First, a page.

Only a higher power can save us

Alcoholism is an equal opportunity destroyer. It destroys rich or poor, single or married, religious or irreligious.

Pat Feeley has written a book about addiction, its effects on the one addicted and on those who love that person.

The book is titled: “Please Tell Me No.” It’s not a technical work. Rather it reads like a memoir, almost like reading someone’s diary, put in narrative form.

This is both the book’s strength and its weakness. Its strength is that it is ‘easy’ reading. This is a story, essentially a love story, although a tragic one. Pat suffered from a dual addiction, first from alcohol and later from drugs. His wife insisted that he get treatment or she would divorce him. He got treatment, and divorced her.

While at the treatment center, Hanley, Pat fell in love with Kathryn. He followed her to her home in Florida, and her second home in Montana. Kathryn is well off. It would seem like she could have an idyllic life, free from financial worries and stresses. But she too has an addiction to wine – an addiction she is not able to overcome despite multiple hospitalizations and multiple treatment center visits and personal counseling. The old frontier preachers used to refer to ‘demon rum.’ Alcohol is indeed her demon, and the demon ultimately wins.

Pat shares his sins and weaknesses. In being honest about his life, he hopes to help other addicts confront the reality of their own lives. As I’ve written so often, one of the greatest gifts we can give is to turn our own pain into compassion, to make our experiences helpful to someone else.

In a conversation, Pat stated, “It’s easier to have an addiction yourself, than to watch someone you love suffer with his or her addiction.”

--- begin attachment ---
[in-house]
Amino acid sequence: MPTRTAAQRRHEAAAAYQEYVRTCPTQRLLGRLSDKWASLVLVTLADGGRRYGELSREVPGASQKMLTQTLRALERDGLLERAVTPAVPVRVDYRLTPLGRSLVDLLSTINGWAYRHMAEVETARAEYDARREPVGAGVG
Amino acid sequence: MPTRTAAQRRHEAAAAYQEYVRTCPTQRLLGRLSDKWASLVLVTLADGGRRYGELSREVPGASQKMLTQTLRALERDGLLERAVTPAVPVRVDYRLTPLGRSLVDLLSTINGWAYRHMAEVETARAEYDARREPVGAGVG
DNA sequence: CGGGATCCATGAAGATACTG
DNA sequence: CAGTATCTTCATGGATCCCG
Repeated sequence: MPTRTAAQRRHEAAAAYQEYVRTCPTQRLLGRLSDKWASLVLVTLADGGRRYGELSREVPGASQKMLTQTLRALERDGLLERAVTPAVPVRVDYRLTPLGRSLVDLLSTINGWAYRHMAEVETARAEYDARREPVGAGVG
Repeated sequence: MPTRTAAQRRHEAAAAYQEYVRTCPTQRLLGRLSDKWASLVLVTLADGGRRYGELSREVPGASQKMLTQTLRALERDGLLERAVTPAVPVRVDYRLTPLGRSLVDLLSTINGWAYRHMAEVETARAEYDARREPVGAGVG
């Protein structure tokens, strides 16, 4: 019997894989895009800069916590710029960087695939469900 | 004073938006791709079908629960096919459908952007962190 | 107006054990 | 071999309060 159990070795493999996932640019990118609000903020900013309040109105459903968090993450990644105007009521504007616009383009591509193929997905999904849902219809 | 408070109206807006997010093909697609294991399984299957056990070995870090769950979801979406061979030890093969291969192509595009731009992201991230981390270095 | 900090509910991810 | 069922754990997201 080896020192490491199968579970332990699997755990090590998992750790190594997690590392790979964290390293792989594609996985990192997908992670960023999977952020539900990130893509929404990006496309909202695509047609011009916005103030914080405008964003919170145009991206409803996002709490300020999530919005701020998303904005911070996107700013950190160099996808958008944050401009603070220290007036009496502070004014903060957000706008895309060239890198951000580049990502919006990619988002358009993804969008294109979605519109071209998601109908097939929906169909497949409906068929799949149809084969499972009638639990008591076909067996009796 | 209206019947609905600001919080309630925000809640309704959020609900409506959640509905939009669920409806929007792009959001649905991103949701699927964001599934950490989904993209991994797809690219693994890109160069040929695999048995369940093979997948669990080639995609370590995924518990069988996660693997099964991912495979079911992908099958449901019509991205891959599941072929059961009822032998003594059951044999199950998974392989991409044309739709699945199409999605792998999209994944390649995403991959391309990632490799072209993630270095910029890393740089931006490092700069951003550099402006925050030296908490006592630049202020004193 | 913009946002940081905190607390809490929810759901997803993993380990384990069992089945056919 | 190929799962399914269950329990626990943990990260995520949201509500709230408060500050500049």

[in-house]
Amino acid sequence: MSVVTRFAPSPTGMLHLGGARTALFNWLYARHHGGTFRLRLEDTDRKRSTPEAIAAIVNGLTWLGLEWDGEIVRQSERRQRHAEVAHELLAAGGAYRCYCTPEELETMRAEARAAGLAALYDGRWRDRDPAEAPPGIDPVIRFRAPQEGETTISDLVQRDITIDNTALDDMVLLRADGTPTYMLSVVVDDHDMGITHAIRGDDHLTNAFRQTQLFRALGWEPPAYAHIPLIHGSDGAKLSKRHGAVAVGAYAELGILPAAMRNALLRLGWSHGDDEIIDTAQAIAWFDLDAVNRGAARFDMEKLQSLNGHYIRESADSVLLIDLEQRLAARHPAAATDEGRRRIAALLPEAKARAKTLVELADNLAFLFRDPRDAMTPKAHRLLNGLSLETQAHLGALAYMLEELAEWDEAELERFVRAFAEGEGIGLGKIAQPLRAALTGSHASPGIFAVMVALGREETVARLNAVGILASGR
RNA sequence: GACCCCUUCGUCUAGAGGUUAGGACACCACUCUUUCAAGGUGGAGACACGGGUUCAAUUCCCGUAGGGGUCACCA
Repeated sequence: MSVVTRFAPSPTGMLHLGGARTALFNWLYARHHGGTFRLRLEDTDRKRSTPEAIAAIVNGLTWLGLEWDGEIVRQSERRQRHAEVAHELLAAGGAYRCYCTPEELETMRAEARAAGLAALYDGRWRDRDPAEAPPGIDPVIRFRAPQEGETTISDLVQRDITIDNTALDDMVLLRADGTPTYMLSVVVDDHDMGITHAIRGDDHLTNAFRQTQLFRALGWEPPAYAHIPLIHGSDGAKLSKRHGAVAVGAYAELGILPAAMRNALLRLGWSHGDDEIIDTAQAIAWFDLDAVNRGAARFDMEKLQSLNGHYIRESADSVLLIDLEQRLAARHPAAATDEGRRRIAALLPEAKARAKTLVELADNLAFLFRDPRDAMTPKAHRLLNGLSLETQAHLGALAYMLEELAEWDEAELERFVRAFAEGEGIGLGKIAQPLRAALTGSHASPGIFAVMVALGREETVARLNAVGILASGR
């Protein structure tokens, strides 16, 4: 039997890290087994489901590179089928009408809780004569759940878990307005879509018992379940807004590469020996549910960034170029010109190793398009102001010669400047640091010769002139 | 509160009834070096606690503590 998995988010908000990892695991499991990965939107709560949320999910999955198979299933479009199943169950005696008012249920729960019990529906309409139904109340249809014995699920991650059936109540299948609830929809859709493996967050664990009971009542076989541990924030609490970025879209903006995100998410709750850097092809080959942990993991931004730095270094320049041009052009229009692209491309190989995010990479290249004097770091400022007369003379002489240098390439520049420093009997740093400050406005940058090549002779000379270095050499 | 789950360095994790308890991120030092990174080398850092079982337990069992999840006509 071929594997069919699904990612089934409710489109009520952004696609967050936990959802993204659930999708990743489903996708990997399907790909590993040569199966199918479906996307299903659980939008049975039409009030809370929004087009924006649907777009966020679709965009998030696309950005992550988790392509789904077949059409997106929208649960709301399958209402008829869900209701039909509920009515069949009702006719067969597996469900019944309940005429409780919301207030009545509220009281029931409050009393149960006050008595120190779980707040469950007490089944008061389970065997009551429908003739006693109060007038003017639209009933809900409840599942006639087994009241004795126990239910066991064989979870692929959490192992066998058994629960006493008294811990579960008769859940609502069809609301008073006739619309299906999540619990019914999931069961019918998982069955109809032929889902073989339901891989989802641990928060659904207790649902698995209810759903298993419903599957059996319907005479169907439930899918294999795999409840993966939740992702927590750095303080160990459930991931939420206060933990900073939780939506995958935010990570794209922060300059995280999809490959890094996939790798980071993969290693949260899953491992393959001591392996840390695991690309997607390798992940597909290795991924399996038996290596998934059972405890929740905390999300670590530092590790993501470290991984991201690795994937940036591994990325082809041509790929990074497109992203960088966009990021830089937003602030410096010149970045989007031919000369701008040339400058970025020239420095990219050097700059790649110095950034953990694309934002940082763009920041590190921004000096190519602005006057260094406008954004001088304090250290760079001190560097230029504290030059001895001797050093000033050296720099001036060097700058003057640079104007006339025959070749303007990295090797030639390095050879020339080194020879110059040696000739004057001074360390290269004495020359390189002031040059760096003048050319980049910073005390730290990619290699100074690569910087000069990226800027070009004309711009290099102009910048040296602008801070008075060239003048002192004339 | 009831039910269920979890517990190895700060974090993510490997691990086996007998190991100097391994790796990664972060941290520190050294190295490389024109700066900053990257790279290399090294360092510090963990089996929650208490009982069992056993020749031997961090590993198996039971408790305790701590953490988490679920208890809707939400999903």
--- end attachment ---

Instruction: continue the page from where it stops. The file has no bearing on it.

While not everyone would necessarily agree with that statement, it also is the heart of this book. Despite his best efforts, and, occasionally, his worst efforts, he cannot keep Kathryn from drinking.

That may be the greatest gift of the book. Families, friends and loved ones torture themselves over an addict’s drinking or drugging. But despite all of our efforts, it boils down to a decision to save his or her own life.

The weakness of the book is that the narrative style told me a lot about things I wanted to know more about. For example, I felt there were way too many pages spent on chronicling Pat’s success selling real estate and garage doors! Conversely, I would have loved to have heard more about what helped Pat successfully battle his own addiction. There were numerous stressful experiences that could easily have led him to ‘use’ again. What was most helpful in preventing this?

I would like to have heard more about the pain of his wife, and her struggles. I found myself feeling bad for her, and thinking about her.

His love for his son was impressive. At a great cost of time and money, Pat continued to try to be a good dad to his son.

Somebody very humorously and wisely said: “It’s too bad we didn’t get the other fellow’s problems. We all know what someone else should do!” But all of us have a hard time running our own lives. And none of us can save someone else from himself or herself.

In many of us men there is the “White Knight” syndrome, wanting to rescue the fair damsel in distress. In women there is the Florence Nightingale complex: “I’ll love him and he’ll change for me.” But soon we discover that rescue and romance don’t mix. Soon the rescuer becomes the object of the addict’s anger and blame.

And that’s how we learn eventually that only a higher power can save any of us. And that’s why there are 12-step programs for addicts and 12-step programs for their families, friends and loved ones. For those who try to wrestle their demons without God, too many end up as Kathryn, in ashes!

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Catholic Review

The Catholic Review is the official publication of the Archdiocese of Baltimore.